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Payback for Kentucky horse racing industry as Internet gambling regulations put forward

Payback for Kentucky horse racing industry as Internet gambling regulations put forward The Kentucky horse racing industry, along with all legal online gambling in the United States (such as pari-mutuel dog racing), may have got more than they bargained for, following the announcement today that Treasury Department has finalized regulations related to the Internet gambling ban in the U.S. and is trying to have them implemented in the remaining days of the Bush administration. Horse and dog racing industries in the country have long advocated against any other form of online gambling, the latest stunt delivered straight from the Commonwealth of Kentucky, where Gov. Beshear is requesting 141 online gambling domain names to be forfeited to the state.

 But those who opposed legalizing online gambling an lobbied hard for the passage of the Unlawful Internet Gambling Enforcement Act (UIGEA) got much more than they bargained for, considering the fact the Treasury Department has submitted the UIGEA regulations, which also include protection of the banks for "over-blocking" online gambling transactions. For those not following the Internet gambling industry closely, the UIGEA in a nutshell forbids the banks from processing transactions to and from illegal gambling websites and forces them to block such transactions. But in order to "help" the banks, the law includes protection if banks "over-block" such transactions, i.e. if the banks block all online gambling transactions, including those to and from legal online betting websites. Such website is TwinSpires, the Churchill Downs' website for online betting on horse racing. And it's insane to believe that in the current state of the U.S. financial system banks will take the extra time and payroll to go through all transactions to weed out the "legal" from the "illegal". They will simply block them all and go about their everyday business.

 With the over-blocking safety net, the banks will simply block anything related to online gambling in order to better comply with the law and the fact that illegal Internet gambling is yet to be defined in the UIGEA, the above scenario is far from impossible. The danger of the financial institutions blocking all online gambling transaction is so real, the American Greyhound Track Operators Association has also voiced a concern with the proposed regulations and the protection against bank over-blocking Internet gambling transactions. The American Greyhound Council has submitted similar papers to the Office of Management and Budget, and the Office of Advocacy of the U.S. Small Business Administration "submits this comment to the proposed rulemaking on the Prohibition on Funding of Unlawful Internet Gambling. The Office of Advocacy believes that Department of Treasury and the Federal Reserve System (hereinafter "the agencies") have not analyzed properly the full economic impact of the proposal on small entities as required by the Regulatory Flexibility Act (RFA)."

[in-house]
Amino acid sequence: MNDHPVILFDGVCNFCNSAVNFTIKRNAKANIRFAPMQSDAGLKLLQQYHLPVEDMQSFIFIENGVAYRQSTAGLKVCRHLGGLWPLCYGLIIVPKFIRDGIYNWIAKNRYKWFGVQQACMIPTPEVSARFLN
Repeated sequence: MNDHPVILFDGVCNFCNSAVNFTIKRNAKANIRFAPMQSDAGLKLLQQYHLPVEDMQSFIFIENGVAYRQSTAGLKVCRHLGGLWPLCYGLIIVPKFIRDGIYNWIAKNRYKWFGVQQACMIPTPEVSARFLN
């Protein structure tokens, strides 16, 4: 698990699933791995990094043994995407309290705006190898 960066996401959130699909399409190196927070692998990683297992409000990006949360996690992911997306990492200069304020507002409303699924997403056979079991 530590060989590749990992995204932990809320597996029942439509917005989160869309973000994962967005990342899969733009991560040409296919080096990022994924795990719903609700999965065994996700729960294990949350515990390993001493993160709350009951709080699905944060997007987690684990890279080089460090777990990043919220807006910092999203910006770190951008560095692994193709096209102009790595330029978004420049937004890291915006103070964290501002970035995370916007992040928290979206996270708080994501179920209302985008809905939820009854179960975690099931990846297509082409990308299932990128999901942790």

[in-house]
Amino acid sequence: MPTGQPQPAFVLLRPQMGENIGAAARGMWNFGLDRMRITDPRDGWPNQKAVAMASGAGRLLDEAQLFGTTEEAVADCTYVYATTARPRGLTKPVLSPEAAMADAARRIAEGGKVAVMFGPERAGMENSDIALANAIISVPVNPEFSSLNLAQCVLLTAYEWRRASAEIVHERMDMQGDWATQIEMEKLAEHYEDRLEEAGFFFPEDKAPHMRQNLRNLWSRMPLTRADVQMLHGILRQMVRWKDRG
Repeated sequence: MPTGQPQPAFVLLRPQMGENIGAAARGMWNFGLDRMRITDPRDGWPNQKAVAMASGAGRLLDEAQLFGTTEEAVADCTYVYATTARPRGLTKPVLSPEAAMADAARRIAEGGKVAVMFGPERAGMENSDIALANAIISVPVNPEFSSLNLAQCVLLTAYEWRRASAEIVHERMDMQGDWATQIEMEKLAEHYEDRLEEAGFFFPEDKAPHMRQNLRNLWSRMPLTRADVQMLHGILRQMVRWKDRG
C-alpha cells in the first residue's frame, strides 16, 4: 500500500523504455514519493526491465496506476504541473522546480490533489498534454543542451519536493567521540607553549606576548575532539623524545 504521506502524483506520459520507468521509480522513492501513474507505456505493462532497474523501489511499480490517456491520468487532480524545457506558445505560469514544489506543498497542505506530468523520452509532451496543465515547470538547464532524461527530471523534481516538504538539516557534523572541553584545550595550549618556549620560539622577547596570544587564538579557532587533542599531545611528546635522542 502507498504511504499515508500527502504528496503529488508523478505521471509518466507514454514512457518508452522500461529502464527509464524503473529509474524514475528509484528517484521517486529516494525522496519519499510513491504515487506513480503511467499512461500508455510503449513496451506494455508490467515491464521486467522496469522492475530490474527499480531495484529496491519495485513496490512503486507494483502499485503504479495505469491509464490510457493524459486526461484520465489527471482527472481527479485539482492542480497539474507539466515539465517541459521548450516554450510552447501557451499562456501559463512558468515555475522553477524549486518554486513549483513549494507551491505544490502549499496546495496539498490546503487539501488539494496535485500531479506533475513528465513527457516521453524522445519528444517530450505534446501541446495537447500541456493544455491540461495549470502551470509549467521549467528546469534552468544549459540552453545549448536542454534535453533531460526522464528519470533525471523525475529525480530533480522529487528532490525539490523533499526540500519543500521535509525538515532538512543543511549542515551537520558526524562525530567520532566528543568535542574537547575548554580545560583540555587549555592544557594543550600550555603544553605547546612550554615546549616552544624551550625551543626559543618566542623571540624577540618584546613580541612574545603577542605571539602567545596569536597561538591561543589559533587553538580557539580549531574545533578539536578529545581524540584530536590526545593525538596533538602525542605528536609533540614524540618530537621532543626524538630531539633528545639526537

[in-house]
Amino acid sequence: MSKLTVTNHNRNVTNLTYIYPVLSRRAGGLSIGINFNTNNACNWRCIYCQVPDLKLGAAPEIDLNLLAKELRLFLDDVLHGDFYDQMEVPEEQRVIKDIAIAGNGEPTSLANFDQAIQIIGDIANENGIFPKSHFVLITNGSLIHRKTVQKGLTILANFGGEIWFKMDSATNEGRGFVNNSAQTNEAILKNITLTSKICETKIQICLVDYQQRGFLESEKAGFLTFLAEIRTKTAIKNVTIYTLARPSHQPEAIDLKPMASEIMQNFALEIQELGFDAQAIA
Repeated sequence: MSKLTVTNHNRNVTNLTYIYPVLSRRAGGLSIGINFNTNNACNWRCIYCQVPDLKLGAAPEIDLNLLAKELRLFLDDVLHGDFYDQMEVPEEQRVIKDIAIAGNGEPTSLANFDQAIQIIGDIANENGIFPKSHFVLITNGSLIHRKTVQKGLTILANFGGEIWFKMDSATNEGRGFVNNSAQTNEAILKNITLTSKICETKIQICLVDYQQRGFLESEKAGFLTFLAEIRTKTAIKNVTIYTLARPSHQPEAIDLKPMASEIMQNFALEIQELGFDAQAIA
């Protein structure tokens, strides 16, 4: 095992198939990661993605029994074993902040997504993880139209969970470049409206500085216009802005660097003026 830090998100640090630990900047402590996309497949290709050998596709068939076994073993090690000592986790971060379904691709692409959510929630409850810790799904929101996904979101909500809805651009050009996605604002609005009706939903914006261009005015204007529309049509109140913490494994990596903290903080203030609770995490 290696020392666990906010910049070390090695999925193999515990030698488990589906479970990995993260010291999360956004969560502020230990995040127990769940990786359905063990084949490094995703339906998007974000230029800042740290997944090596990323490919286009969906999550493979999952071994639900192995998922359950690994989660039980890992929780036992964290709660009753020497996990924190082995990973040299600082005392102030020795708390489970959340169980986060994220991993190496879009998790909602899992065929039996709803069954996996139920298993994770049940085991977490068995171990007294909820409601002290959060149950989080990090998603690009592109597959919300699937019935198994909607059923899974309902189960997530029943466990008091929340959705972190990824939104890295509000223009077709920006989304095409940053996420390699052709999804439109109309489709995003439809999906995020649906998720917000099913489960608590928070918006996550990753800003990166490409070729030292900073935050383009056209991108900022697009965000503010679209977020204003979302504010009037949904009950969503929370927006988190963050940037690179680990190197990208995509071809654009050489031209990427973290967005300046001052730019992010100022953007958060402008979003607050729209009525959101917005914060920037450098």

Clearly the regulations were rushed, despite the 2 years they have been in the works and the reality is much more grim for the legalized online gambling websites (horse racing, greyhounds, lotteries) than for the offshore online casinos and sportsbooks. As a matter of fact, the Internet gambling regulatory framework in its current state tends to benefit the offshore sportsbooks the most. Websites such as the popular online sportsbook Bodog have been dodging DOJ probes and money seizure, and they have became masters of hiding their transactions from being labeled as "online gambling" in any way. Actually, Bodog announced just a couple of days ago that it has managed to cut the withdrawal processing times for its customer in half! And this is one of the top offshore sportsbooks, there are literally hundreds of small offshore outfits which manage to operate under the radar without a problem. And with the increased chance that Americans will see their transactions blocked to and from websites such as TwinSpires, TVG and YouBet, guess where their customers will head to? No, it's not Las Vegas.

 Of course, the online gambling industry will suffer offshore casualties, as well. In fact, the first victim has been taken down, even before the regulations have been enforced. Microgaming, one of the three biggest online casino software providers, announced that since November 10th all its licensees will stop allowing U.S. citizens to their properties. But Microgaming, although providing arguably the best casino software, has long been the most weird in their actions. The company last year stop allowing players from 11 U.S. state, with no apparent reason, and has never been nimble enough to provide good depositing and withdraw options. Although plenty of good Microgaming online casinos were lost, the company was clearly on its way out, anyhow. It's expected that a few other offshore sportsbooks and casinos will drop out of the U.S. in the coming months, but the majority would remain operational.

 Survival of the fittest is what it boils down to with the current Internet gambling regulations and one thing is for certain - the online horse racing and greyhound betting websites are far from fit to compete with what will be an equal playing field of "lawlessness". In the eyes of the banks, both the transactions from Bodog and the transactions from TwinSpires will be seen as illegal and will be blocked. And with the offshore sportsbooks and gambling websites having a two-year head start in learning to operate in this kind of environment, it's only clear who will come out as a winner at the end, if the current Internet gambling regulations are put in place.

 Published on 11/07/2008

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